You probably know Belgium for its beers and chocolates, but did you know that this tiny country nestled at the heart of Western Europe is also home to big tech firms and Google’s largest European data center? Maybe not. Time to focus on why digital giants from all around the world are going after Belgium to tackle the European market.

From industrial revolution pioneer to digital frontrunner

Wallonia, and particularly in the city of Charleroi, was at the forefront of the industrial revolution in the 19th and 20th centuries, where coal mining, steel and glass industries thrived for decades. Today, the Walloon Region is eager to mine its share of data gold, as data centers require the same resources as heavy industries like steel and coal: energy and water.

Google datacenter charleroi.jpg
Google data center, Saint Ghislain, Wallonia

Conscious that it had the necessary resources to attract world operators, the Walloon Region has put the data center industry at the top of its priorities to accelerate its economic revival, enabling data centers to enjoy exceptional energy tax conditions and thereby imposing Wallonia as one of the most competitive countries in Western Europe.

"The digital world is constantly changing, and Belgium is becoming more and more attractive for big investors like Google,” said Belgium Prime Minister Charles Michel during a joint conference with Google earlier this year.

A competitive offer on all levels

With its exceptional location at the heart of Western Europe, Wallonia seems like the perfect location to serve Western European customers with very low latency. But that is obviously not the only factor data center operators are looking at when searching for the perfect site in Western Europe. So how does a small region like Wallonia compete with its larger neighboring countries?

According to trade agency Invest in Wallonia, the region's key selling points are its large sites (often over a hundred hectares, or a million square meters) with abundant power (up to 200 MW) free cold water, and good connections to high-speed fiber optic networks.

Several sites (both greenfield and brownfield) ranging from 16 to 140 hectares (or 160,000 to 1.4 million square meters (or 1.7m to 15m square feet) are indeed available for sale or rental at a very competitive price and offer the perfect characteristics for large-scale data center facilities. Several big airports all also within an hour drive, connecting companies to the rest of Europe and the world within a few hours.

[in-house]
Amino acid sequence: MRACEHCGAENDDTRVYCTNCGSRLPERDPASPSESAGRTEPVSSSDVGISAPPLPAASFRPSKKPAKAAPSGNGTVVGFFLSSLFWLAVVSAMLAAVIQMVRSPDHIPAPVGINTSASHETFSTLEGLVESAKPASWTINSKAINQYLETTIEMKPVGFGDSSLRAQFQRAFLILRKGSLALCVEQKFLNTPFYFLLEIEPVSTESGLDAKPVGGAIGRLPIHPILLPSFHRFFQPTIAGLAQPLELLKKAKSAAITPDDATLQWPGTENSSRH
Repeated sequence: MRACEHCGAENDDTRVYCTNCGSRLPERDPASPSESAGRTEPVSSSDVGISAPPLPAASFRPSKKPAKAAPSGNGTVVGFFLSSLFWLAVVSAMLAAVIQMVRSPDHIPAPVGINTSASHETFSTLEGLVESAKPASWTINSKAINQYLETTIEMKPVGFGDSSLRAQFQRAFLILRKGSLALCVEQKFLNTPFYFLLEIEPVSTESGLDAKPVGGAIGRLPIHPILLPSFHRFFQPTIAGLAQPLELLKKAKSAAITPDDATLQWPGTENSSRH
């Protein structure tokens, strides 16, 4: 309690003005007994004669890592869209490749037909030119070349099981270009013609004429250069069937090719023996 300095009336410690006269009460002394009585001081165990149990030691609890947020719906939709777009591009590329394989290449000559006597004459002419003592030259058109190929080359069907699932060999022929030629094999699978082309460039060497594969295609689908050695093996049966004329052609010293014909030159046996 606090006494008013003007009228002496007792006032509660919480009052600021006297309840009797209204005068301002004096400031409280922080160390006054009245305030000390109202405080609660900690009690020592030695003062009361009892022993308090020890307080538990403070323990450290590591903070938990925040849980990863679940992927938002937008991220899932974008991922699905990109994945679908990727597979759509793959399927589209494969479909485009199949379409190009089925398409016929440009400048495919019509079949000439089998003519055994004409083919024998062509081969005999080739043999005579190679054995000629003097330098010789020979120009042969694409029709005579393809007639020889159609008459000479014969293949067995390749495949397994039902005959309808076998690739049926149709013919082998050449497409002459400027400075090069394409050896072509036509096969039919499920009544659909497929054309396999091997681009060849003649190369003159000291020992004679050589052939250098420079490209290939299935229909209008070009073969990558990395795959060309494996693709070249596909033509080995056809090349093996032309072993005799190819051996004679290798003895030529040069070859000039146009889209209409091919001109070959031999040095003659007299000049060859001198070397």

Belgium also benefits from experienced local suppliers and skilled workers. They have developed a data center engineering Masters program and ensure they can create tailor-made training programs upon request to suit the investor’s need. In Charleroi, a tech education and entrepreneurship center should also open its doors in 2019 to boost local software engineering skills.

Why Google experts chose Wallonia

Data centers are the backbone of the Internet, housing the systems and equipment that make our connected world possible. And, according to Google experts, Belgium has the right combination of energy infrastructure, available land, and a local government-backed vision for how the Internet can bring economic benefits and jobs to the area.

“The Digital Innovation Valley project has created a cluster of high-tech businesses and put technology at the heart of the education system. As a result, we had a great team of people supporting investment in the area who were very helpful during our site selection process” said a Google representative about the company's Belgian site.

Since 2007, Google has invested heavily in its Walloon data center, with an additional €250 million ($283.8m) investment announced in February 2018. The facility is already one of the most energy-efficient Google data centers in the world, running entirely without refrigeration - thanks to an advanced cooling system that draws grey water from the nearby industrial canal - powered by the first solar farm ever built on a data center site.

Local authorities have confirmed entering discussions with several other big tech companies and data center players considering investing in Wallonia. So the question to ask now is who will be the next one to join Google in Belgium?